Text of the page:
Horse show promoter has plans for Carson Valley |

Horse show promoter has plans for Carson Valley

by Christy Chalmers

The Carson Valley appears to have scored big with a group called HITS.

John Eickman, spokesman for Horse Shows In The Sun – also known as HITS – announced Thursday that the group is finalizing plans for an annual equestrian event that will bring 1,000 horses and 2,000 to 3,000 riders, handlers and spectators to the Carson Valley over five weeks in the summer of 2000.

Eickman said the Rhinebeck, N.Y.-based company produces similar shows in California, Arizona, Florida, New York and Virginia. The shows, held throughout the year, vary from five to seven weeks, with contestants completing obstacle courses on horseback. With the addition of a Carson Valley show, HITS will be sponsoring 34 weeks of competition a year.

Currently, the group’s largest show is held for six weeks each year in Indio, Calif., and attracts 2,300 horses and 5,000 visitors. Eickman said the company thinks the Carson Valley show may rival the Indio event within five years. A few final details remain, such as ensuring enough motel rooms, but local officials have been very cooperative and he’s optimistic the event will succeed.

“We expect this to grow and even double in size within three years,” said Eickman. “Everyone we have talked to and told about this show has said, ‘Count me in.’ “

Carson Valley’s proximity to Lake Tahoe and relative closeness to Washington, Oregon and California, where many of the expected competitors live, made it ideal for another HITS event, Eickman said. The company wanted a venue in the Lake Tahoe area when someone recommended the Carson Valley, and after reviewing a few locations in the valley, the group settled on a 100-acre parcel owned by Bently Agrowdynamics north of Minden, near Stockyard Road and Highway 395.

“We were looking for something that had access to Lake Tahoe,” said Eickman. “We really are billing this as the perfect horse show and the perfect vacation.”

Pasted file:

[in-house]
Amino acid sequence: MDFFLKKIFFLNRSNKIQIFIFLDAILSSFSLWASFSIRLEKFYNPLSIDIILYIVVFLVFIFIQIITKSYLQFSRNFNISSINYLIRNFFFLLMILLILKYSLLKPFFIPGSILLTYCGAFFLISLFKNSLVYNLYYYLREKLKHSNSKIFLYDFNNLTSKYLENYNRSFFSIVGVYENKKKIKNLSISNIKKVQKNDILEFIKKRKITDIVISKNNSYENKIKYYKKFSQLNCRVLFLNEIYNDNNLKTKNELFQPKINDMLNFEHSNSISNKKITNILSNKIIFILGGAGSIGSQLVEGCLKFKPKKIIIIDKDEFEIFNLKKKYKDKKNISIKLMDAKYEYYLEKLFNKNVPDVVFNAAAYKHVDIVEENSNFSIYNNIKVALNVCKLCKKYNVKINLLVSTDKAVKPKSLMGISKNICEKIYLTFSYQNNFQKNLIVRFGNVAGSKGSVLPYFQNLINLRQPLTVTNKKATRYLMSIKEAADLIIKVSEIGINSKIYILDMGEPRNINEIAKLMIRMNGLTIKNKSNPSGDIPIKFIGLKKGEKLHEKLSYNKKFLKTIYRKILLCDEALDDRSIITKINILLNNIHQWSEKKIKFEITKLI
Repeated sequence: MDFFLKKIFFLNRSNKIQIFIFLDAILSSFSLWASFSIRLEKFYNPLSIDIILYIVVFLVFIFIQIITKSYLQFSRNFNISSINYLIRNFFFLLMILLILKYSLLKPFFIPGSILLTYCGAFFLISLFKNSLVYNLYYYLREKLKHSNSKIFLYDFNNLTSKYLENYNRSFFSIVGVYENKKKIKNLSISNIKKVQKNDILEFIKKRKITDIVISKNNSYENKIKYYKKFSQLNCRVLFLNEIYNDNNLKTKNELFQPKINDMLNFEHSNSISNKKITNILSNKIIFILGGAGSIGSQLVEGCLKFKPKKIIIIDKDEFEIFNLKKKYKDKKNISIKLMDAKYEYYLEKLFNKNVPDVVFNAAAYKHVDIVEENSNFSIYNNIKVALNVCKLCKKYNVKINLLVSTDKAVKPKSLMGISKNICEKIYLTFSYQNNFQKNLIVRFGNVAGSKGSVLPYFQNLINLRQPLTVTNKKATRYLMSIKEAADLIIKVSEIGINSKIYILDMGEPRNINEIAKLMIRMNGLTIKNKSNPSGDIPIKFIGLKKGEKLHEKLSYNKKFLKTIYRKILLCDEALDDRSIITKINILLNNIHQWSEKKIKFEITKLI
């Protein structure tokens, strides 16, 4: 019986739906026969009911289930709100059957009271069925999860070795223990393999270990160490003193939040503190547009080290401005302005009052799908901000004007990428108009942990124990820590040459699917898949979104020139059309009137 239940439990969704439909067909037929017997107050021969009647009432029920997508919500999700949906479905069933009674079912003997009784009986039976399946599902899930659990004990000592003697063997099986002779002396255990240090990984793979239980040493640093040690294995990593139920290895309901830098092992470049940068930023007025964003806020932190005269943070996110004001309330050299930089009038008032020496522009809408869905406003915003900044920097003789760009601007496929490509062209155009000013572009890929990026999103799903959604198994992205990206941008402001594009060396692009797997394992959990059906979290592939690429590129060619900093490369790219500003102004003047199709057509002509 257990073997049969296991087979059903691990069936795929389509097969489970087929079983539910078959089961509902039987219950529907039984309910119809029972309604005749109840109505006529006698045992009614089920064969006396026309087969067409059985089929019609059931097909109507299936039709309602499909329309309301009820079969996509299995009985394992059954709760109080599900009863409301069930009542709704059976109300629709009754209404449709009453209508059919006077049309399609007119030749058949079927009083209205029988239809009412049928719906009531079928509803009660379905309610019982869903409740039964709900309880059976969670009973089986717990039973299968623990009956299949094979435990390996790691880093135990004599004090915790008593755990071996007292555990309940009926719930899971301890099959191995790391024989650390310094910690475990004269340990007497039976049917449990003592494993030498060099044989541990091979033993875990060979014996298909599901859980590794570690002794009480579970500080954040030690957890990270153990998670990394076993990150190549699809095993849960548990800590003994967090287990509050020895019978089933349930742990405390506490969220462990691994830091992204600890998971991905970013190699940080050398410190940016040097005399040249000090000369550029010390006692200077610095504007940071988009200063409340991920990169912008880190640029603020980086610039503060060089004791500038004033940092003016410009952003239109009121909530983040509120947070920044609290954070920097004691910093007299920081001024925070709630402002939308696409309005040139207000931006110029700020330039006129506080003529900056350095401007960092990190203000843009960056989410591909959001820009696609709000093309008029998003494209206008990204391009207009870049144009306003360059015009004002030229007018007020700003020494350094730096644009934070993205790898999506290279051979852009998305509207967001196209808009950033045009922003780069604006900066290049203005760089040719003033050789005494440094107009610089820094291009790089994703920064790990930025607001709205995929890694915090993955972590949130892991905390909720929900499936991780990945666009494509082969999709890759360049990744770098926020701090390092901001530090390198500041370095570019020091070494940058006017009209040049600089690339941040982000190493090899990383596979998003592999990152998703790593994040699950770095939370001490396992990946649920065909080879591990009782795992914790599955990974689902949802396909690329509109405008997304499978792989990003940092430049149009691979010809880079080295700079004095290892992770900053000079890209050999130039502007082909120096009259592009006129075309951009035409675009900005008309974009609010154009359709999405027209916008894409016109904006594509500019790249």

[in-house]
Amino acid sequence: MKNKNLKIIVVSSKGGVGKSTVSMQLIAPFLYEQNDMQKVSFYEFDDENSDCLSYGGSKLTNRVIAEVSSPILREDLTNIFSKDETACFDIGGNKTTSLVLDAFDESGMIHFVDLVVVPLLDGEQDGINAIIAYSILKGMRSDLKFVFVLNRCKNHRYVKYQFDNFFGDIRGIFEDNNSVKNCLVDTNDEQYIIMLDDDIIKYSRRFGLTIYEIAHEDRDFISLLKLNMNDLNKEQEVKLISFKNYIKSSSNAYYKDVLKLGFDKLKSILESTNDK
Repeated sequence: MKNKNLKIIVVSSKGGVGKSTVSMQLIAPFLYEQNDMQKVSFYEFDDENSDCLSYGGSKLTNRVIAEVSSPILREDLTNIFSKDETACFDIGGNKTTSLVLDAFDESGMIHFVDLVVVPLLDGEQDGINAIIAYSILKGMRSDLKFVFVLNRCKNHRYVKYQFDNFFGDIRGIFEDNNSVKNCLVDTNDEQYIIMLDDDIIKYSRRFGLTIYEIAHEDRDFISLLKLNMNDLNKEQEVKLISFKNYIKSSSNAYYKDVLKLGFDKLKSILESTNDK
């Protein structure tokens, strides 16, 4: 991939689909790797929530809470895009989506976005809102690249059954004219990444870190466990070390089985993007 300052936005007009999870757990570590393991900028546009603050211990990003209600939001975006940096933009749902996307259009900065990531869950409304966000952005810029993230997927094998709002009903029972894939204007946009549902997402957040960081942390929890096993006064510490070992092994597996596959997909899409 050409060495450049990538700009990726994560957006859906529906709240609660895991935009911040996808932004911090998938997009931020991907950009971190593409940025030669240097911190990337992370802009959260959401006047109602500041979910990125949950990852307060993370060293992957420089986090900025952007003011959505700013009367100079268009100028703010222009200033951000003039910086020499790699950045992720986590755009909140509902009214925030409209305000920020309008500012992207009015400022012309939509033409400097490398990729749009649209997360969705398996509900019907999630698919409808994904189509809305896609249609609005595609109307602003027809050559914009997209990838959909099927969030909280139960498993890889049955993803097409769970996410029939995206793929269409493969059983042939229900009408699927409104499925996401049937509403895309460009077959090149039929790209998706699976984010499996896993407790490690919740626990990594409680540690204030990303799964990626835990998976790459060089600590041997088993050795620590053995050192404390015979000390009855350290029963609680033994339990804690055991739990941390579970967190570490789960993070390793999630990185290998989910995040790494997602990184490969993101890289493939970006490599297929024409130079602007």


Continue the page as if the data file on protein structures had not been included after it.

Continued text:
Bently officials confirmed that HITS has been negotiating a lease for the land. Eickman said the lease is complete and will last 10 years.

Eickman said HITS will design custom competition rings, but no permanent facilities, such as barns and stables, are planned. Instead, the company will install portable bleachers, tents and other needed equipment during show weeks.

“By the time we leave, you won’t even know we’ve been here,” said Eickman.

The news was welcomed by Douglas County leaders, who have been trying to burnish the county’s image as friendly to tourists and businesses alike.

“The type of thing you’re trying to bring to Douglas County complements the image we’re trying to fit,” said Commissioner Jacques Etchegoyhen.

“They (horse show patrons) will be spending money, but they don’t need services,” said Commissioner Kelly Kite. “That’s the best of both worlds.”

Kite said HITS contacted county leaders six to seven months ago, and planning for the horse show proceeded quietly.

The company is well-known in Indio, population 45,000, which hosts a show from January through March. Sherry Johnson, executive director of the Indio Chamber of Commerce, said the Carson Valley can expect an influx of income and worldwide recognition in the horse jumping world.

“They’ve been a tremendous economic boom to the city of Indio,” she said. “It’s like a small city coming here for seven weeks. They fill our restaurants, they fill our hotels, they fill our stores and our gas stations. Even the nurseries and flower shops feel the impact because they order lots of flowers to decorate their tack rooms.

“They have fulfilled everything they promised to do. Everybody loves the horse show. It’s a wonderful addition to our community.”